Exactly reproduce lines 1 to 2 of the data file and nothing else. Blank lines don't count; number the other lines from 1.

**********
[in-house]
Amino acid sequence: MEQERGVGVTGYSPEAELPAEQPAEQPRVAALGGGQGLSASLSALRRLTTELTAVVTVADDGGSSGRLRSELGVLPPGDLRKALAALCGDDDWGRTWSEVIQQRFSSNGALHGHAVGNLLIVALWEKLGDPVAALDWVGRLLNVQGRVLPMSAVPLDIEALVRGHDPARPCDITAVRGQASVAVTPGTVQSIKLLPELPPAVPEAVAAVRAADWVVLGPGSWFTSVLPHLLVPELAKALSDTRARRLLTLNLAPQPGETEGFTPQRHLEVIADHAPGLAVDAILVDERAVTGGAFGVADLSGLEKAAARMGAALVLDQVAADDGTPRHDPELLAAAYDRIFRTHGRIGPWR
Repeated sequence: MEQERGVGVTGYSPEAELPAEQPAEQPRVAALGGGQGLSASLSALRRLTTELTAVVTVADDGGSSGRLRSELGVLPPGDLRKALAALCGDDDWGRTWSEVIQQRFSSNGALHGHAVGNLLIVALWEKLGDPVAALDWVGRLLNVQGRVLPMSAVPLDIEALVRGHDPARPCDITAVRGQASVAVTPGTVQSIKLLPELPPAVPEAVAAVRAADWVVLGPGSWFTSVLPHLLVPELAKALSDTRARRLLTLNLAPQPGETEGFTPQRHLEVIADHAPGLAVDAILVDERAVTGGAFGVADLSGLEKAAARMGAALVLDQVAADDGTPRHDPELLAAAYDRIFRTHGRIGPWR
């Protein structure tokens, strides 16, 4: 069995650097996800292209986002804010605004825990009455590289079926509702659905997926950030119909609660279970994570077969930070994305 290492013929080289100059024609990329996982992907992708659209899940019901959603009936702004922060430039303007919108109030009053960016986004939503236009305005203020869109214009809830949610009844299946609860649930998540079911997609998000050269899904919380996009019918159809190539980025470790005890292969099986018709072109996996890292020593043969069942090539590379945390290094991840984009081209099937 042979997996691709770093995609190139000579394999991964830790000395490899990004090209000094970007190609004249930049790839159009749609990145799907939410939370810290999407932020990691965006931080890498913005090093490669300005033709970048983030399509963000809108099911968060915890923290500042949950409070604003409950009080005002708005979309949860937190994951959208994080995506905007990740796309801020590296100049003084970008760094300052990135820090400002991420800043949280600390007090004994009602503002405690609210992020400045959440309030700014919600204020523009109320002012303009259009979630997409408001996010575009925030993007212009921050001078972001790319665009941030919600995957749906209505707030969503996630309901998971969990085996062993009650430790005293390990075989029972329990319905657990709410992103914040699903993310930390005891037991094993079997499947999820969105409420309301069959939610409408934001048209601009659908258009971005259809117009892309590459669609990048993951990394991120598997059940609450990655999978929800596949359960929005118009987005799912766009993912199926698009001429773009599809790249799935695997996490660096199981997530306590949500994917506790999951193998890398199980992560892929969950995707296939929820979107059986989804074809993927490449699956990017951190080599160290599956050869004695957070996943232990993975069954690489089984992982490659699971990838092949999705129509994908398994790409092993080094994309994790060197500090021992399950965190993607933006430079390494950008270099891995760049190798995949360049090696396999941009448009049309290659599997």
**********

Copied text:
[in-house]
Amino acid sequence: MEQERGVGVTGYSPEAELPAEQPAEQPRVAALGGGQGLSASLSALRRLTTELTAVVTVADDGGSSGRLRSELGVLPPGDLRKALAALCGDDDWGRTWSEVIQQRFSSNGALHGHAVGNLLIVALWEKLGDPVAALDWVGRLLNVQGRVLPMSAVPLDIEALVRGHDPARPCDITAVRGQASVAVTPGTVQSIKLLPELPPAVPEAVAAVRAADWVVLGPGSWFTSVLPHLLVPELAKALSDTRARRLLTLNLAPQPGETEGFTPQRHLEVIADHAPGLAVDAILVDERAVTGGAFGVADLSGLEKAAARMGAALVLDQVAADDGTPRHDPELLAAAYDRIFRTHGRIGPWR